- Better Living
Jenga! Here Is All You Ever Wanted To Know About This Popular Game
Who invented Jenga, what does it mean and what’s the right way to play it—all your questions have been answered
When Leslie Scott’s family moved to Ghana in the ‘70s, they used to play a game with small wooden blocks sourced from a sawmill near her home. When she moved to England a few years later, she brought a few sets of these wooden blocks with her and introduced the game among her friends in Oxford.
“I took the game to a London toy show in 1983. I’d grown up speaking Swahili and gave it the name Jenga, which means “build”,” says Scott in an interview to The Guardian. And, that’s how Jenga was born.
After initial hiccups, the game finally took off when introduced at the Toronto toy fair in 1986. What is particularly remarkable about Jenga’s success is that it caught the imagination of buyers when computer games were already becoming popular.
This is how Scott describes the game’s popularity in The Guardian interview: “It took off in Canada and the US, but I didn’t know it was big in Britain until I went into a toy shop near Oxford with my sister one day. There was a Jenga on the shelf. A woman picked it up and my sister shrieked: “That’s my sister’s game!” And the woman clutched it to her chest and said: “No, it isn’t – it’s mine!” I got such a kick out of that.”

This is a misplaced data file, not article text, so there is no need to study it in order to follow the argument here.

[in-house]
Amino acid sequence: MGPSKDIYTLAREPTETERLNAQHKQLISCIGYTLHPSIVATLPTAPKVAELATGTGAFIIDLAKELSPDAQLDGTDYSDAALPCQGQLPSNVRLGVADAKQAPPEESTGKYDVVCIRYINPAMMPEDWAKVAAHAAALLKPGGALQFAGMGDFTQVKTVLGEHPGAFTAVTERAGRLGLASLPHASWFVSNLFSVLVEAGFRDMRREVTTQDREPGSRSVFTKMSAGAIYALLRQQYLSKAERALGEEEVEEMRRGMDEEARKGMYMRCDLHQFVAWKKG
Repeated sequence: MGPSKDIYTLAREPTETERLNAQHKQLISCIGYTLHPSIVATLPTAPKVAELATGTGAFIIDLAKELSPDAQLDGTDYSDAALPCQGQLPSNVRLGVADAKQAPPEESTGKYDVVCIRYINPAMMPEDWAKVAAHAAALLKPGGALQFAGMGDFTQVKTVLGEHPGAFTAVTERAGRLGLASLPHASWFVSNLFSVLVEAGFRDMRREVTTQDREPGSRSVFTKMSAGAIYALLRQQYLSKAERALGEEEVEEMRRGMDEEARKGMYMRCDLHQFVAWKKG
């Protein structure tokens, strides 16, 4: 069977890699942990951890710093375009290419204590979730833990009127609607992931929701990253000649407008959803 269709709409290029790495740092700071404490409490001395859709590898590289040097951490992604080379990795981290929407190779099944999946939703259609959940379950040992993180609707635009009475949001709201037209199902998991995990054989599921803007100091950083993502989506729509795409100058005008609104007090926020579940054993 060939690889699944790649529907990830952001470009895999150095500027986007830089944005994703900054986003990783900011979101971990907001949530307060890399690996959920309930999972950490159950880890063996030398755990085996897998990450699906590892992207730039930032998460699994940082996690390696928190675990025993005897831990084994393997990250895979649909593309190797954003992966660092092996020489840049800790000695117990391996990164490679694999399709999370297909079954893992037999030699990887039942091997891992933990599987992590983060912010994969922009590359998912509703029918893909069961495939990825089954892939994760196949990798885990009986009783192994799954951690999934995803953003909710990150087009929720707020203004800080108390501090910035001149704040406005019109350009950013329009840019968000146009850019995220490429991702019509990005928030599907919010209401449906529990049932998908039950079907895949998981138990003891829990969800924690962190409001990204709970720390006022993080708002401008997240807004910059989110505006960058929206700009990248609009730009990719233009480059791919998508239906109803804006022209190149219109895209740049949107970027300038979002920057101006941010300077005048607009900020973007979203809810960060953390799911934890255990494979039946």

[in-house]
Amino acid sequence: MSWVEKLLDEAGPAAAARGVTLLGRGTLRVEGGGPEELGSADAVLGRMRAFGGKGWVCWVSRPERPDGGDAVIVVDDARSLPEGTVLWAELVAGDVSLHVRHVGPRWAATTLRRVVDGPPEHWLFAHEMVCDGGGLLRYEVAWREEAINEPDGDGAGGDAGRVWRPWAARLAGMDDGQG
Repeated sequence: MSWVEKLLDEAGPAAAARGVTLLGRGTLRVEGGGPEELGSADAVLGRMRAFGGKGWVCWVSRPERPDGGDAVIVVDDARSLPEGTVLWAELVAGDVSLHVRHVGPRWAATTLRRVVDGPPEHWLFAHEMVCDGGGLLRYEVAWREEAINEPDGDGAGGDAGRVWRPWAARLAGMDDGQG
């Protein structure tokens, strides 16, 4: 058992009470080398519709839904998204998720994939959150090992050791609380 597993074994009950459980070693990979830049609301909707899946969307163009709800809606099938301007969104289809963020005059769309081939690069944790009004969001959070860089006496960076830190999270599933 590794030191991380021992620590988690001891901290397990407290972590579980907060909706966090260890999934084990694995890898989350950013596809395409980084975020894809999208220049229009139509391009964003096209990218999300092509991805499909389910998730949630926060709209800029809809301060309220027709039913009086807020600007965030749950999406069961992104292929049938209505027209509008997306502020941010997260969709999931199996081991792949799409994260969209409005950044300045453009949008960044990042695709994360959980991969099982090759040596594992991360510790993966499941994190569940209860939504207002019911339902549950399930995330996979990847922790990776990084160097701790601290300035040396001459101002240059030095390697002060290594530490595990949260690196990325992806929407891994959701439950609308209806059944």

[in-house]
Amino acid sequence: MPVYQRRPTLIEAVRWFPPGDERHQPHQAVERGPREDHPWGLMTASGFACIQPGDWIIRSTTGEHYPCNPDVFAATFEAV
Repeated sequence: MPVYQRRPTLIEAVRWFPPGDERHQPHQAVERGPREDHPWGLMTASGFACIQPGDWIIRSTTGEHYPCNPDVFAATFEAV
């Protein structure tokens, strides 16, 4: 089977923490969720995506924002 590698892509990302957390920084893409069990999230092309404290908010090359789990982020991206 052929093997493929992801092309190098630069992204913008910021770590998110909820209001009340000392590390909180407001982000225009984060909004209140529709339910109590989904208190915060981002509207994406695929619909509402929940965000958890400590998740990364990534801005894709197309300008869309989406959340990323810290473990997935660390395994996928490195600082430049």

Know your game
Jenga is a fairly simple game. Fifty-four rectangular blocks are stacked in 18 layers of three blocks each. A player removes one block at a time and places it on the top of the stack; if the tower collapses, you lose.
The world record for the tallest Jenga tower is 44 levels. The popular game has made an appearance in several films like Sharon Stone-starrer Basic Instinct and Tom Cruise-starrer The Firm. If you are a fan of the hugely popular TV show Big Bang Theory, chances are you would have spotted a Jenga in an episode.
Jenga is not limited to wooden blocks though. In 2019, luxury fashion label Louis Vuitton designed Jenga blocks that were made of plexiglass. For most of us who cannot afford the plexiglass blocks, wooden blocks are just fine. After all, the excitement is the same.
If you want to ace the game, Scott has some tips. Speaking to the WIRED magazine, she advised players not to rush and focus on individual moves. “With Jenga, you lose it rather than win it... Each brick is a slightly different size and weight, so every time you assemble a tower of bricks it’s a different game,” she said.